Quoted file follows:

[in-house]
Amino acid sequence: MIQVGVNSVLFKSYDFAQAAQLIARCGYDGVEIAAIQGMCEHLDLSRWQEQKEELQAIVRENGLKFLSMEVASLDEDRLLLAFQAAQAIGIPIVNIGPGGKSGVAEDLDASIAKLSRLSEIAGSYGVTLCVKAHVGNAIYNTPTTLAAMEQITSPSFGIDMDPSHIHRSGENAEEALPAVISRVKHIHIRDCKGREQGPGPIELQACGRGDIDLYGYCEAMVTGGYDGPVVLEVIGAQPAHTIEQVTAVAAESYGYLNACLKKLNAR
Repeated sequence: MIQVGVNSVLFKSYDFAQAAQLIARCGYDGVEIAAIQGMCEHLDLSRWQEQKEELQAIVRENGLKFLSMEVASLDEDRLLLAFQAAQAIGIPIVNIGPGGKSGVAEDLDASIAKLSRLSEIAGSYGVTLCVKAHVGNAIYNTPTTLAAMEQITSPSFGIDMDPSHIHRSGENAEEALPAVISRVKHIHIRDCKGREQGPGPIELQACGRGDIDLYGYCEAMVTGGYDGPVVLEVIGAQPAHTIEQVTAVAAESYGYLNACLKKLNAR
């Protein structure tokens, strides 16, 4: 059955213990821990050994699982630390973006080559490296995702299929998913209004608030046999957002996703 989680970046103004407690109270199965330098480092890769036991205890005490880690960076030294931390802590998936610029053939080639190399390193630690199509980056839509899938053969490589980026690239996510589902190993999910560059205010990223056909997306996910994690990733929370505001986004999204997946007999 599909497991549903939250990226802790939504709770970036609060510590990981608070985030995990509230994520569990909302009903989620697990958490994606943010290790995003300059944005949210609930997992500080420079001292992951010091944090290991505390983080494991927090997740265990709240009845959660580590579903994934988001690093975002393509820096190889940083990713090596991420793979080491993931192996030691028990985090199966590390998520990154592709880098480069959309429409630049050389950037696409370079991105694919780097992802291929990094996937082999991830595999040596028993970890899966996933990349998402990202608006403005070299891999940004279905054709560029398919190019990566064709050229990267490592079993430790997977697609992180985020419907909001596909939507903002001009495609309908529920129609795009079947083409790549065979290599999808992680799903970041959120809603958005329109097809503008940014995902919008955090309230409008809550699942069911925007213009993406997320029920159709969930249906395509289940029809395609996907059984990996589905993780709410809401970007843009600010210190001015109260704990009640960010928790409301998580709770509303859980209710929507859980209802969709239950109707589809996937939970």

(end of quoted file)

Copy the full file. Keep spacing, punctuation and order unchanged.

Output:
[in-house]
Amino acid sequence: MIQVGVNSVLFKSYDFAQAAQLIARCGYDGVEIAAIQGMCEHLDLSRWQEQKEELQAIVRENGLKFLSMEVASLDEDRLLLAFQAAQAIGIPIVNIGPGGKSGVAEDLDASIAKLSRLSEIAGSYGVTLCVKAHVGNAIYNTPTTLAAMEQITSPSFGIDMDPSHIHRSGENAEEALPAVISRVKHIHIRDCKGREQGPGPIELQACGRGDIDLYGYCEAMVTGGYDGPVVLEVIGAQPAHTIEQVTAVAAESYGYLNACLKKLNAR
Repeated sequence: MIQVGVNSVLFKSYDFAQAAQLIARCGYDGVEIAAIQGMCEHLDLSRWQEQKEELQAIVRENGLKFLSMEVASLDEDRLLLAFQAAQAIGIPIVNIGPGGKSGVAEDLDASIAKLSRLSEIAGSYGVTLCVKAHVGNAIYNTPTTLAAMEQITSPSFGIDMDPSHIHRSGENAEEALPAVISRVKHIHIRDCKGREQGPGPIELQACGRGDIDLYGYCEAMVTGGYDGPVVLEVIGAQPAHTIEQVTAVAAESYGYLNACLKKLNAR
């Protein structure tokens, strides 16, 4: 059955213990821990050994699982630390973006080559490296995702299929998913209004608030046999957002996703 989680970046103004407690109270199965330098480092890769036991205890005490880690960076030294931390802590998936610029053939080639190399390193630690199509980056839509899938053969490589980026690239996510589902190993999910560059205010990223056909997306996910994690990733929370505001986004999204997946007999 599909497991549903939250990226802790939504709770970036609060510590990981608070985030995990509230994520569990909302009903989620697990958490994606943010290790995003300059944005949210609930997992500080420079001292992951010091944090290991505390983080494991927090997740265990709240009845959660580590579903994934988001690093975002393509820096190889940083990713090596991420793979080491993931192996030691028990985090199966590390998520990154592709880098480069959309429409630049050389950037696409370079991105694919780097992802291929990094996937082999991830595999040596028993970890899966996933990349998402990202608006403005070299891999940004279905054709560029398919190019990566064709050229990267490592079993430790997977697609992180985020419907909001596909939507903002001009495609309908529920129609795009079947083409790549065979290599999808992680799903970041959120809603958005329109097809503008940014995902919008955090309230409008809550699942069911925007213009993406997320029920159709969930249906395509289940029809395609996907059984990996589905993780709410809401970007843009600010210190001015109260704990009640960010928790409301998580709770509303859980209710929507859980209802969709239950109707589809996937939970």